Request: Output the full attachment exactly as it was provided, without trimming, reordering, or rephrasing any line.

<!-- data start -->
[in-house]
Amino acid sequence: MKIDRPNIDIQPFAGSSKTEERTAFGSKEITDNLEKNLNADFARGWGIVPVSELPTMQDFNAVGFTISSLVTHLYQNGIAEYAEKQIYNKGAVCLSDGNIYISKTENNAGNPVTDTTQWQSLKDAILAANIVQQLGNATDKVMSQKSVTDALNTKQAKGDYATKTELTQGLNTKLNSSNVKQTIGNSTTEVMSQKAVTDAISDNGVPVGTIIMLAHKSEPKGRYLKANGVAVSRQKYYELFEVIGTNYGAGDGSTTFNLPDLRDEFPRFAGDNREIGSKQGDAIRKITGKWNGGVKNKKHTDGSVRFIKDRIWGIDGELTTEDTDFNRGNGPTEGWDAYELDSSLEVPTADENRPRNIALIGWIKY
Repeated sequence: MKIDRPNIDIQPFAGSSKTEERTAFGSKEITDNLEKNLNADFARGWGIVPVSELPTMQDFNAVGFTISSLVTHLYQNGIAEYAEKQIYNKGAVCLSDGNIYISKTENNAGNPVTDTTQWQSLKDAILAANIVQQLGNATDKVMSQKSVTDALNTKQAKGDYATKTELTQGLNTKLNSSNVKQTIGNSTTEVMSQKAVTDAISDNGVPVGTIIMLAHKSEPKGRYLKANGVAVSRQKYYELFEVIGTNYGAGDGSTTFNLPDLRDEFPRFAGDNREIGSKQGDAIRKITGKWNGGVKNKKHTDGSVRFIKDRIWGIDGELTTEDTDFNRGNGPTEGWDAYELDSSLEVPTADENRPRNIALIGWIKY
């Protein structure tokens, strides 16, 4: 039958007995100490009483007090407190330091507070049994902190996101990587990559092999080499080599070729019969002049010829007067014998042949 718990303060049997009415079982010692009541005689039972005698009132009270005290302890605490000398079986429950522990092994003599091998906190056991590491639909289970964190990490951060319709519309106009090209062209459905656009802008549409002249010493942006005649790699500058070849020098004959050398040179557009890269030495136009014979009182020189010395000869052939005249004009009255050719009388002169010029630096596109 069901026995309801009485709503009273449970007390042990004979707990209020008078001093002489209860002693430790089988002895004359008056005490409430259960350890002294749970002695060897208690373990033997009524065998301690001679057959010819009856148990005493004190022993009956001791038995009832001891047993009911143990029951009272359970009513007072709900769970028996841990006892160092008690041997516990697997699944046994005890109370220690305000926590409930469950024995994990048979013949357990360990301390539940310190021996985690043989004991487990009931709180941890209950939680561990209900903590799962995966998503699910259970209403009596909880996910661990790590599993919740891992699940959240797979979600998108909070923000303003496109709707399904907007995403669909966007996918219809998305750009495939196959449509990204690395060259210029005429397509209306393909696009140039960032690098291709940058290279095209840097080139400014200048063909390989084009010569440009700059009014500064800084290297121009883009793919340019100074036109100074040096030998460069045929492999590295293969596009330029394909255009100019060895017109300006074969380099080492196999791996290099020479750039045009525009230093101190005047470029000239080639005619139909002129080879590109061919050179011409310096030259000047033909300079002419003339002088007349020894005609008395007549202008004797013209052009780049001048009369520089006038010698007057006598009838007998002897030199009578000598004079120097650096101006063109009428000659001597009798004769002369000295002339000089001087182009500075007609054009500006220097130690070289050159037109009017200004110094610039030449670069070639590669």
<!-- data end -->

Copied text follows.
[in-house]
Amino acid sequence: MKIDRPNIDIQPFAGSSKTEERTAFGSKEITDNLEKNLNADFARGWGIVPVSELPTMQDFNAVGFTISSLVTHLYQNGIAEYAEKQIYNKGAVCLSDGNIYISKTENNAGNPVTDTTQWQSLKDAILAANIVQQLGNATDKVMSQKSVTDALNTKQAKGDYATKTELTQGLNTKLNSSNVKQTIGNSTTEVMSQKAVTDAISDNGVPVGTIIMLAHKSEPKGRYLKANGVAVSRQKYYELFEVIGTNYGAGDGSTTFNLPDLRDEFPRFAGDNREIGSKQGDAIRKITGKWNGGVKNKKHTDGSVRFIKDRIWGIDGELTTEDTDFNRGNGPTEGWDAYELDSSLEVPTADENRPRNIALIGWIKY
Repeated sequence: MKIDRPNIDIQPFAGSSKTEERTAFGSKEITDNLEKNLNADFARGWGIVPVSELPTMQDFNAVGFTISSLVTHLYQNGIAEYAEKQIYNKGAVCLSDGNIYISKTENNAGNPVTDTTQWQSLKDAILAANIVQQLGNATDKVMSQKSVTDALNTKQAKGDYATKTELTQGLNTKLNSSNVKQTIGNSTTEVMSQKAVTDAISDNGVPVGTIIMLAHKSEPKGRYLKANGVAVSRQKYYELFEVIGTNYGAGDGSTTFNLPDLRDEFPRFAGDNREIGSKQGDAIRKITGKWNGGVKNKKHTDGSVRFIKDRIWGIDGELTTEDTDFNRGNGPTEGWDAYELDSSLEVPTADENRPRNIALIGWIKY
């Protein structure tokens, strides 16, 4: 039958007995100490009483007090407190330091507070049994902190996101990587990559092999080499080599070729019969002049010829007067014998042949 718990303060049997009415079982010692009541005689039972005698009132009270005290302890605490000398079986429950522990092994003599091998906190056991590491639909289970964190990490951060319709519309106009090209062209459905656009802008549409002249010493942006005649790699500058070849020098004959050398040179557009890269030495136009014979009182020189010395000869052939005249004009009255050719009388002169010029630096596109 069901026995309801009485709503009273449970007390042990004979707990209020008078001093002489209860002693430790089988002895004359008056005490409430259960350890002294749970002695060897208690373990033997009524065998301690001679057959010819009856148990005493004190022993009956001791038995009832001891047993009911143990029951009272359970009513007072709900769970028996841990006892160092008690041997516990697997699944046994005890109370220690305000926590409930469950024995994990048979013949357990360990301390539940310190021996985690043989004991487990009931709180941890209950939680561990209900903590799962995966998503699910259970209403009596909880996910661990790590599993919740891992699940959240797979979600998108909070923000303003496109709707399904907007995403669909966007996918219809998305750009495939196959449509990204690395060259210029005429397509209306393909696009140039960032690098291709940058290279095209840097080139400014200048063909390989084009010569440009700059009014500064800084290297121009883009793919340019100074036109100074040096030998460069045929492999590295293969596009330029394909255009100019060895017109300006074969380099080492196999791996290099020479750039045009525009230093101190005047470029000239080639005619139909002129080879590109061919050179011409310096030259000047033909300079002419003339002088007349020894005609008395007549202008004797013209052009780049001048009369520089006038010698007057006598009838007998002897030199009578000598004079120097650096101006063109009428000659001597009798004769002369000295002339000089001087182009500075007609054009500006220097130690070289050159037109009017200004110094610039030449670069070639590669």